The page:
BPA Fish and Wildlife FY 1997 Proposal

Section 1. Administrative
Section 2. Narrative
Section 3. Budget

see CBFWA and BPA funding recommendations

Section 1. Administrative

Title of project
Computational Fluid Dynamics Application in Fish Screen Modeling

BPA project number   5503900

Business name of agency, institution or organization requesting funding
Clouston Energy Research

Sponsor type   OR-Consultant

Proposal contact person or principal investigator

 NameSidney N. Clouston, Jr.
 Mailing addressClouston Energy Research
7846 S.W. 171st Place
Beaverton, OR 97007

BPA technical contact   , EWI

Biological opinion ID   

NWPPC Program number   

Short description
Computer modeling with National Aeronautical and Space Administration's (NASA-Ames Research Center) INS3D award winning Computational Fluid Dynamics (CFD) software. Used for the verification of a self-cleaning fish screen for both small, medium and large water intake sites.

Project start year   1997    End year   1997

Start of operation and/or maintenance   0

Project development phase   Implementation

Section 2. Narrative

Related projects

Project history

Biological results achieved

Annual reports and technical papers

Management implications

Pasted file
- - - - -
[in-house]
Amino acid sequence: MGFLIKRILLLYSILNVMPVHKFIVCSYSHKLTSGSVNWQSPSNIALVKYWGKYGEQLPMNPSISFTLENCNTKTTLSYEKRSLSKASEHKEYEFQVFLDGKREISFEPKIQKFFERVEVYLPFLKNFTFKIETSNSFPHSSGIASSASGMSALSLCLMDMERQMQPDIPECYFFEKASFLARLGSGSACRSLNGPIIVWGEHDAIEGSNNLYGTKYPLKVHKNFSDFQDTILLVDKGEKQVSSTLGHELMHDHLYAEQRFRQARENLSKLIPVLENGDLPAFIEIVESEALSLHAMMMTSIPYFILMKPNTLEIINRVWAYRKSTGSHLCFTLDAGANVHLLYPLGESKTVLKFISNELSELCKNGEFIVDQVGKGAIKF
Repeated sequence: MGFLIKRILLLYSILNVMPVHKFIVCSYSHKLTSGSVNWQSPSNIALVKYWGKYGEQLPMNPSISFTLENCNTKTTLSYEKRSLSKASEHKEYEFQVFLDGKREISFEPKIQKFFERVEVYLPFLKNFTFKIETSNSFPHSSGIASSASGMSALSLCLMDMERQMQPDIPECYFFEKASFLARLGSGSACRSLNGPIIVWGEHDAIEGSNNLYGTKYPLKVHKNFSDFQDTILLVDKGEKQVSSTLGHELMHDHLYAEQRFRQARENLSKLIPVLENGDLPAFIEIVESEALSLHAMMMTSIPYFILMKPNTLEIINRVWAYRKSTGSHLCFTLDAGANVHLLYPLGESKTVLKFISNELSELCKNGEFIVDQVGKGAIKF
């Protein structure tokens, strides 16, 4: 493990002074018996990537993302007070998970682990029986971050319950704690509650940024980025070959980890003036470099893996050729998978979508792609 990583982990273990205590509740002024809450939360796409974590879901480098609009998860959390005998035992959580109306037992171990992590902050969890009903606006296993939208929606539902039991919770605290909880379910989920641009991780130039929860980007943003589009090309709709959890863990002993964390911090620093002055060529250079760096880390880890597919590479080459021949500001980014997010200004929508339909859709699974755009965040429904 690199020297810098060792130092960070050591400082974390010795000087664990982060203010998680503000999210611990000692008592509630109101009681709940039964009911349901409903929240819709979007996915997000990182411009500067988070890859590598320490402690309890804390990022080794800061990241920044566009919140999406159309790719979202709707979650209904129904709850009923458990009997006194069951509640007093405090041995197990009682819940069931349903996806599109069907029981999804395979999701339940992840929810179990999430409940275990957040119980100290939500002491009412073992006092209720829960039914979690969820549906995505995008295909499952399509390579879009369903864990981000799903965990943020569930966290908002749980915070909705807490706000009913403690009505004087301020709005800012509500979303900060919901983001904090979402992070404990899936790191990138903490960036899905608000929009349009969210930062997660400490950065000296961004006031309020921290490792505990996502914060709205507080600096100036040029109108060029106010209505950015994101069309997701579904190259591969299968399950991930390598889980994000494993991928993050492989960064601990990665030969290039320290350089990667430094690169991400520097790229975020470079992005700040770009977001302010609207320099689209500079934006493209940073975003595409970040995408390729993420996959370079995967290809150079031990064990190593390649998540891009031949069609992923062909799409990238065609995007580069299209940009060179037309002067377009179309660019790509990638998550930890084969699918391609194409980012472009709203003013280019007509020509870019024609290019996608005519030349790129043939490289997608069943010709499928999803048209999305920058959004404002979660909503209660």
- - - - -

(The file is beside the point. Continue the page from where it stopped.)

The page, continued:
Specific measureable objectives
Specific geometry to effect laminar flow pattern in a fluid medium, in this case water. The computational fluid dynamic (CFD) study will contain the elements of computer aided design (CAD) to be applied to hardware fabrication and physical testing. The work will improve fish transport and their safety near water intake sites. It will achieve cost effective fish screen cleaning, thus improved intake reliability. The maintaining of intact fish screens will therefore, reduce fish mortality.

Testable hypothesis
In a fluid medium, geometry have been studied which effect the fluid's flow pattern. Since Bernoulli's principal and its application, to current laminar flow studies at NASA Research Centers and elsewhere, advancements continue in the dynamics of fluid boundary behavior. Lift occurs because of the increase of fluid speed over the curvature of geometry of airfoil and hydrofoils. It will provide a fluid "conveyer belt" due to laminar flow and application of Bernoulli's principal.

Underlying assumptions or critical constraints
One assumption to be tested by the three dimensional CFD model, is in regards to the safe transport of fish somewhat beyond the intake approach flow. The major source of the fluid intate is from the lower (reservoir) area of the fluid body. And not from the top one-third area of the fluid body where the migrating salmon mainly travels. Laminar flow patterns can transport fish and debris down stream to a point of equal force between the intake and streamline flow.

One constraint is the navigation of the river, because of the screen/intake water depth during a low water year makes site location a critical factor.